Kickbacks, politics and the Rai family factor ended the dream to revive Mumias Sugar Company, Kahawa Tungu can authoritatively report.
Initially, Narendra Raval through his company Devki Group had won the bid to lease Mumias Sugar Company and was ready to pump in Ksh5 billion, but the plans ran into headwinds, collapsing even before take-off.
Mumias Sugar Company was placed under receivership in 2019, with the Kenya Commercial Bank (KCB) appointed as the administrator.
Since then, the lender has been looking for a strategic investor to run the sugar mill, which is at the heart of Kakamega County. The bank finally struck a Ksh5 billion deal this year.
In the deal, Mr Raval would have invested Ksh4 billion in refurbishing the factory, and used an additional Ksh1 billion to pay farmers who supplied cane to the company but have not been paid.
The plan would however never see the light of the day, even as politicians blocked the takeover.
Our investigations revealed that politicians from the larger Luhya community were used by Raval’s business rival Jaswant Rai to scuttle the plans.
Top in the list is Kakamega Senator Cleophas Malala, who was allegedly demanding a kickback of Ksh100 million before the factory was handed over to Devki.
Malala, who has come out as the “staring character” in the charade, even went public in pretense of seeking transparency in the deal.
In what looked like a well choreographed act, Malala started talking about the takeover a day after Amani National Congress (ANC) party leader Musalia Mudavadi also “sought transparency in the deal”.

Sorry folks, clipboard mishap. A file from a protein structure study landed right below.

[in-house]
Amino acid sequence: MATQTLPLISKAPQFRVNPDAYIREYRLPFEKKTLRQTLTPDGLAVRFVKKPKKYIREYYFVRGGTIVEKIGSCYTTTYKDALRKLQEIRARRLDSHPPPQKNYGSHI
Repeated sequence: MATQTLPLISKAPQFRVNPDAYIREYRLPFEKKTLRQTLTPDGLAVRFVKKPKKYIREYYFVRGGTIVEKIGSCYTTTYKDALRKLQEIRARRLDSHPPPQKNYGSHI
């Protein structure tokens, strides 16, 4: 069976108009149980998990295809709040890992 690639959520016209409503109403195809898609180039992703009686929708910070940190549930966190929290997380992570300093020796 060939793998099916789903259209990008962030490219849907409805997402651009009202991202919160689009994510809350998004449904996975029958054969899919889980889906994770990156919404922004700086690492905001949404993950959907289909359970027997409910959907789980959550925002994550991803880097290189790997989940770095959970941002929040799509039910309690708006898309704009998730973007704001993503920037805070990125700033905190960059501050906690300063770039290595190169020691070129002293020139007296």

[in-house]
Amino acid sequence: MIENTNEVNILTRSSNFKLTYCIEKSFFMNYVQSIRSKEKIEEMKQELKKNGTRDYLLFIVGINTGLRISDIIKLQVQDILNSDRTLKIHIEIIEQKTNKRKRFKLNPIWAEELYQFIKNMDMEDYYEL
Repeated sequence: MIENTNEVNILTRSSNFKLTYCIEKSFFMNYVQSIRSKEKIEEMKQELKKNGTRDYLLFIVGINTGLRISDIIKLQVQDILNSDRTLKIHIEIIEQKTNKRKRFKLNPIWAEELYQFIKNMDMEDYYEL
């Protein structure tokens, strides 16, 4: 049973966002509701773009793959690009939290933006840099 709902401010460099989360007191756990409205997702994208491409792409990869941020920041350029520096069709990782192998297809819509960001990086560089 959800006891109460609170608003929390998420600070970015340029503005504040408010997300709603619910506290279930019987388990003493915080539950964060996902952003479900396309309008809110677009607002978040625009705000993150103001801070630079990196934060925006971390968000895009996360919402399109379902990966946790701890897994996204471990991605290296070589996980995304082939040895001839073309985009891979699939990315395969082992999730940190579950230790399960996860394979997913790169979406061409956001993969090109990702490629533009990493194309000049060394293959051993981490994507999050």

“I call on the committee to address the current state of the company’s assets and liabilities and reveal which entity undertook the valuation. Specifically, the committee should address the bidding process including who the bidders were, when the bidding took place, when the evaluation of submitted tenders was done, what criteria was used to pick the successful tenderer,” said Malala.
Seemingly, the rhetoric was well planned to resonate around the same agenda, with Bungoma senator Moses Wetangula demanding an asset evaluation report, farmers’ debt repayment plan and a full financial audit from 2016 to date.
The whole play was masterminded by Rai, who owns West Kenya Sugar Company, and has been the biggest beneficiary of the collapse of Mumias Sugar Company.
Malala, who was to lead the agenda in Senate, but the issue backfired, with the Luhya nation turning against him for chasing away Raval.
Mumias Sugar Company was a source of livelihood for thousands of families in Western region. With one year left to the general elections, the wrath of the residents could render Malala and others “jobless”.
Already, politicians from the region are looking for a narrative that will defend Malala, this writer understands.
According to Raval, the takeover was meant to help the local farmers, and also break what he said are cartels in the sugar sector that have frustrated local production in favour of imports.
“I am not interested in Mumias to make more money. God has given me enough investments and industries, but I want to change the life of farmers and break this monopoly formed by a cartel among players in the sugar sector,” he told The Standard in an interview on Friday.
Before Mumias Sugar Company went under, it had a debt burden amounting to Ksh12.5 billion as of June 2018.
The company owes EcoBank Kenya Ksh2 billion, KCB Ksh545 million, French development finance institution Proparco Ksh1.9 billion and Commercial Bank of Acfrica (noe NCBA) Ksh401 million.